Less showy and less spacious but more sleekly stylish are the ship’s Oceania and Vista Suites, designed by American furniture icon Dakota Jackson, who also designed the exterior of the custom Steinway baby-grand in Martini’s.
Oceania Marina Stateroom Specifics
- Standard veranda staterooms measure 282 square feet – the largest standard veranda staterooms in the cruise industry, according to Oceania. Both Veranda- and Concierge-level accommodations feature a sitting area and private teak balcony furnished with a chaise lounge, armchair and occasional table.
- Penthouse Suites measure 420 square feet with living/dining room separate from the sleeping area, walk-in closet and bathrooms with a double vanity.
- Oceania Suites, a new category of accommodations for Oceania Cruises, measure 1,030 square feet. The layout is comprised of a large living and dining area, media room and separate bedroom. As a highlight, a large veranda features a hot tub.
- Vista Suites range in size from 1,200 to 1,500 square feet and offer the same features as Oceania Suites but with the added benefit of floor-to-ceiling windows affording sweeping views over the ship’s bow.
- Owner’s Suites offer 2,000+ square feet of palatial luxury. Marina is the first ship to offer suites completely appointed from furniture and fabrics to lighting and bedding using the acclaimed Ralph Lauren Home collection. New York-based Tocar, Inc. penned a design that exudes a rich, clubby and refined sophistication.
In addition to the standard stateroom amenities, suite guests enjoy the added luxury of Champagne upon arrival, 1,000-thread-count linens, 42” plasma TV, Hermès and Clarins bath amenities, butler service, and en-suite delivery from any of the ship’s restaurants.
Other stateroom amenities include a flat-panel TV, lap-top computer with wireless access, refrigerated mini bar, security safe, writing desk, plush terry robes, bed slippers, and marble and granite bathroom.
Rich woods, marble and granite, fine wool carpets and lustrous leathers adorn public rooms. Facilities include 10 dining venues – six of which are open-seating gourmet restaurants, an array of bars and lounges, a full-service Canyon Ranch SpaClub and fitness center, swimming pool and hot tubs.
Dining On Marina
Marina shines when it comes to her restaurants, of which five, plus a buffet restaurant, number of casual snack spots.
Specialty restaurants require reservations but come with no additional charge — a nice perk that differentiates Marina from the mainstream and premium lines, all of which tack on an extra fee for their best dining options.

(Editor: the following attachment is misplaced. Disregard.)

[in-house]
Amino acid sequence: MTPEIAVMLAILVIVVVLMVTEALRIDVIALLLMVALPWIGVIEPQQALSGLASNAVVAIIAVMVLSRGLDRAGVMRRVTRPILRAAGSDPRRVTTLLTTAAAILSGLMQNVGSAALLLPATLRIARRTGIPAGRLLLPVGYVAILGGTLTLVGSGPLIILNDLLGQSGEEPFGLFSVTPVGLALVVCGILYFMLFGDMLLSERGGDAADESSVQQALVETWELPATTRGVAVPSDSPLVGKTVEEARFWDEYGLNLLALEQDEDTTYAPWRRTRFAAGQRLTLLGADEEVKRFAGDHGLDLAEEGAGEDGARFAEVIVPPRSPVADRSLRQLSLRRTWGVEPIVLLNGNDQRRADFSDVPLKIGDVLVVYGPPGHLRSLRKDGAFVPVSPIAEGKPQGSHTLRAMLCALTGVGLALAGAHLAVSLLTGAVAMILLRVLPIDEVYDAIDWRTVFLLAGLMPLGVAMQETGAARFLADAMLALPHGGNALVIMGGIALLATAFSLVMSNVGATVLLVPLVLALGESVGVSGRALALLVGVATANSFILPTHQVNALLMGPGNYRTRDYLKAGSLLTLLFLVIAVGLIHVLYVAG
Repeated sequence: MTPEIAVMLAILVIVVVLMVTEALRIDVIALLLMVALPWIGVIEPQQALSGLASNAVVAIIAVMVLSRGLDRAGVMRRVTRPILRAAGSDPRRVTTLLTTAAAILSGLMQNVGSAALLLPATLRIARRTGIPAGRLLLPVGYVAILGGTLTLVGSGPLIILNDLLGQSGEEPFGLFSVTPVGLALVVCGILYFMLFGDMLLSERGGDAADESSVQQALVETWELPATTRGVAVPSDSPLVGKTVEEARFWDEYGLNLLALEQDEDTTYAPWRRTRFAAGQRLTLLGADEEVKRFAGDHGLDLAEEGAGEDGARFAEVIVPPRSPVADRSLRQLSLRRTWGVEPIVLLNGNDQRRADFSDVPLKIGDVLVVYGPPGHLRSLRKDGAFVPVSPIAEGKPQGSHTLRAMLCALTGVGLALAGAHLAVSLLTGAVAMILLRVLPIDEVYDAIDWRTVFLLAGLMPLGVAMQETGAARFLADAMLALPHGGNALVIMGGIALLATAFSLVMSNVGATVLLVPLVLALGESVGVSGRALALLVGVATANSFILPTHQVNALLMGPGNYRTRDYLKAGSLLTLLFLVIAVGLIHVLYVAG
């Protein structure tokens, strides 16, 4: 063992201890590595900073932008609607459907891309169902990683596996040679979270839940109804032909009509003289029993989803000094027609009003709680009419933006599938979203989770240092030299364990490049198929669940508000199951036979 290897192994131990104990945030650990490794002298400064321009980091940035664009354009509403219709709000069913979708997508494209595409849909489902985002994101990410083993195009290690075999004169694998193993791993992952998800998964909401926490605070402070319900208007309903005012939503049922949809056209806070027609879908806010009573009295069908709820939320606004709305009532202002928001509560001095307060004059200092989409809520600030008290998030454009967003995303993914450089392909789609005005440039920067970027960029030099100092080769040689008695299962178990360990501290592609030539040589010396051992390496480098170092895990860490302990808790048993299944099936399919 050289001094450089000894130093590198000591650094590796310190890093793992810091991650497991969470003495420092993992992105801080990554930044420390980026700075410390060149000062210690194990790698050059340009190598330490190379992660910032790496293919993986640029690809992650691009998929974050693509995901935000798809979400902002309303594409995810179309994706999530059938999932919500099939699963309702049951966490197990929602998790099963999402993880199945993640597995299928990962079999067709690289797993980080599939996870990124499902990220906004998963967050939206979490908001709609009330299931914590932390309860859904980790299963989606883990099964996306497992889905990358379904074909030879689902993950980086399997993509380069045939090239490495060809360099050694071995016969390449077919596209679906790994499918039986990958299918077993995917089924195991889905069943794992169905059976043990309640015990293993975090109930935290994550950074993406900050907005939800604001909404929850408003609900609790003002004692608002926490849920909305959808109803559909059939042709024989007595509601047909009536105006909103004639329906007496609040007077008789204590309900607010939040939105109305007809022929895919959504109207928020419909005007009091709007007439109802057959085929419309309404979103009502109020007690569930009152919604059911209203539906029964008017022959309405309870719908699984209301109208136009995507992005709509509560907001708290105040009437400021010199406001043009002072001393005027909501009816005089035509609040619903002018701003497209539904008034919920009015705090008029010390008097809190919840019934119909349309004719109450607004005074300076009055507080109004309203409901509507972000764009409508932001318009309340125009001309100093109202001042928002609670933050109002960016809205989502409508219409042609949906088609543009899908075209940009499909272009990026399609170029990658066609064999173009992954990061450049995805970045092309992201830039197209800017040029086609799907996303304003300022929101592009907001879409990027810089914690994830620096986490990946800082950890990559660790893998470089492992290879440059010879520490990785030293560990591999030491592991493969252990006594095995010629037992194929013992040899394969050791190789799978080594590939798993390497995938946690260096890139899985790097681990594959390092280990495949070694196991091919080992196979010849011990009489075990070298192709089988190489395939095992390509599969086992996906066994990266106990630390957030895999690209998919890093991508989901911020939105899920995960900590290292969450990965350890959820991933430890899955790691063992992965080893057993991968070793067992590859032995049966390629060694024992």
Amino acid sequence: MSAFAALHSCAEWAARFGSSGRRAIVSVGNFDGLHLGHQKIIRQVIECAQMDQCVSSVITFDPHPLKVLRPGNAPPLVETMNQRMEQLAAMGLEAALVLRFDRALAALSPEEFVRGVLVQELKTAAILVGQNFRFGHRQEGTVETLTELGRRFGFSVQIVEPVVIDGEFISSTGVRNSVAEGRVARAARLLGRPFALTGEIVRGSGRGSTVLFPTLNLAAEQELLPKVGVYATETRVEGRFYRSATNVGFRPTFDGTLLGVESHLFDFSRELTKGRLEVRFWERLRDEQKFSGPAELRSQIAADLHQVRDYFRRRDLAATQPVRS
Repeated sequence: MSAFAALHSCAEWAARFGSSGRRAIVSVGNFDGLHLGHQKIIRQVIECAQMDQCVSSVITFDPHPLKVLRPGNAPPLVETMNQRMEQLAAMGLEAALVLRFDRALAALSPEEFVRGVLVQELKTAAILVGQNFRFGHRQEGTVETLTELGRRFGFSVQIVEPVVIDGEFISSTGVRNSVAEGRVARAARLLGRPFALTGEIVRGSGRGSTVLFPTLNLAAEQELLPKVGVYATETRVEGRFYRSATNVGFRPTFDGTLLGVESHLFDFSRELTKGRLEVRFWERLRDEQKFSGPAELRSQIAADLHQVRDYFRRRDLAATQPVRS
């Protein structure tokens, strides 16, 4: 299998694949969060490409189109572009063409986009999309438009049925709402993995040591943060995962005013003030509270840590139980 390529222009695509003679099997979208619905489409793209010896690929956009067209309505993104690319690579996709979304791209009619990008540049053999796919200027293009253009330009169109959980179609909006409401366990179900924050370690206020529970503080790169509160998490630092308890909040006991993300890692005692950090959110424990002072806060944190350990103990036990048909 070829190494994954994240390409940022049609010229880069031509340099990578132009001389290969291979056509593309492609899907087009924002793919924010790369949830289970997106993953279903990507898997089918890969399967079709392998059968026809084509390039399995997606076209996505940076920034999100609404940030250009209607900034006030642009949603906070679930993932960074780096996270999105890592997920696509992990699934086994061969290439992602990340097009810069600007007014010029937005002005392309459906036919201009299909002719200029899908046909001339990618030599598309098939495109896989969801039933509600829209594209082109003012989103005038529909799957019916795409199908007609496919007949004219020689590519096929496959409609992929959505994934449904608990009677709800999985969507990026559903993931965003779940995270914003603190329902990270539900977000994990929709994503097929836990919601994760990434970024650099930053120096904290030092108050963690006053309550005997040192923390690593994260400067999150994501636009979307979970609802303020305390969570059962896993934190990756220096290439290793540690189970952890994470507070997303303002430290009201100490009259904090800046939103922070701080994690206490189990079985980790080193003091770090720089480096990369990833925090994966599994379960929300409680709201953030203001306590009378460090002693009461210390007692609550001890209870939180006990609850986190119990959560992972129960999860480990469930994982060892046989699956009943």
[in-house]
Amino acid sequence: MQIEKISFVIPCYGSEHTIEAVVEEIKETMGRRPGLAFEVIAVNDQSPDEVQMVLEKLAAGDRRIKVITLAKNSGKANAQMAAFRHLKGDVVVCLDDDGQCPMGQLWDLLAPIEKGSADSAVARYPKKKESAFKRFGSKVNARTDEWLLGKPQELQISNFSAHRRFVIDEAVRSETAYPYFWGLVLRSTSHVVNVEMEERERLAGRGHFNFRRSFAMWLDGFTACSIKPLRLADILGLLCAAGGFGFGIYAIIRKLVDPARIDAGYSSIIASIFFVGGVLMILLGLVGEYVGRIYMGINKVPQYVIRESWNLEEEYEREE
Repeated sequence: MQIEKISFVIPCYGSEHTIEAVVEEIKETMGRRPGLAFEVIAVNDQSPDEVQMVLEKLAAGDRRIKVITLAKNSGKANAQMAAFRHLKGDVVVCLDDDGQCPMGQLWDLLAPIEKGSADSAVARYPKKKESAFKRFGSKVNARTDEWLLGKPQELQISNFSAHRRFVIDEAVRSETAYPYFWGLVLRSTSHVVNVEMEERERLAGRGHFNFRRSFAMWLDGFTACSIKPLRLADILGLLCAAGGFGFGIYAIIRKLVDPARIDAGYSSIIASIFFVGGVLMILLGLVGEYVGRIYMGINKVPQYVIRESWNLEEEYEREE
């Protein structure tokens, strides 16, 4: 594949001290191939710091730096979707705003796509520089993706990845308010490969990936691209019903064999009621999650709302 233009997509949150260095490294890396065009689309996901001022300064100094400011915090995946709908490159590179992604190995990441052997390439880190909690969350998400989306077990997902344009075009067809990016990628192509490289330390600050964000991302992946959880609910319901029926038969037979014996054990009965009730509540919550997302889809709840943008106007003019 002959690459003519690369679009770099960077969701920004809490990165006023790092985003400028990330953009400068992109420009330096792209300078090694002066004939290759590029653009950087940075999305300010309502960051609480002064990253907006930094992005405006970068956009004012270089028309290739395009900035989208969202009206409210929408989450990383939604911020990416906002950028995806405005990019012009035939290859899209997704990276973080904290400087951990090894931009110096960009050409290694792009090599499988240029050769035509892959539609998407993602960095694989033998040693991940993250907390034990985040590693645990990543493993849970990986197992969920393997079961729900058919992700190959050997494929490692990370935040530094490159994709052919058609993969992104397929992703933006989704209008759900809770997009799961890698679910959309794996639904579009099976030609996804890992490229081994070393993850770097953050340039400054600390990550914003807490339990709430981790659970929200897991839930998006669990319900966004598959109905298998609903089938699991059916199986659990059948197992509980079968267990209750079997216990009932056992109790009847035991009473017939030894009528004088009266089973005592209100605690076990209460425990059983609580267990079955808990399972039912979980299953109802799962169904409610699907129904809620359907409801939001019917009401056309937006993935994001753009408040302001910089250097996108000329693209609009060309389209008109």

The most high-profile of the specialty restaurants is Jacques, the first restaurant ever created, on land or sea, by celebrity chef Jacques Pepin. Designed with the feel of a French country bistro, the restaurant focuses on traditional French country cuisine. Decor offers a light, airy atmosphere with traditional oak floors, antiqued furniture, and paintings by the chef himself.
Other specialty restaurants include the Mediterranean Toscana and the Polo Grill steakhouse (both carry-overs from the line’s earlier ships) and Red Ginger, an excellent pan-Asian spot with a hip urban design.
There’s also the main Grand Dining Room, designed with a classic Hollywood grandeur and operating on an open-seating basis — just drop in whenever you get hungry during its open hours.
For folks who like to cook their own meals, Marina offers the only hands-on teaching kitchen in the cruise business, created in collaboration with Bon Appétit magazine and outfitted with 12 cooking stations (each with burners, a cutting board, and sink). Classes accommodate 24 guests (two at each station), cost $49 per person, and cover topics like modern Greek cuisine, Southwestern cuisine, American classics, homemade pasta and more.
Other activities and entertainments on board are low-key, tending toward casual art classes at the Artist Loft, enrichment lectures by visiting experts, the occasional Ping-Pong tournament, and just lounging around the restful pool deck.
Guests can also get treatments at the beautiful Canyon Ranch SpaClub, a 10,000-square-foot facility that offers a variety of Asian therapies, various massages and facials, a Thermal Suite with specialized saunas and steam rooms, a thalassotherapy pool, a private sundeck, a salon, and a small gym where guests can take group or private fitness classes, or exercise on their own.
At night, there’s dancing at Horizons nightclub, a pianist at Martinis, gambling in the casino, and a string quartet in the atrium, plus magicians, comedians, and other guest entertainers at the main Marina Lounge — all low-key and classy, the way Oceania’s passengers like it.
Oceania will introduce a sister ship early next year. Riviera will have only a few tweaks. Says del Rio: “It’s hard to improve on perfection.”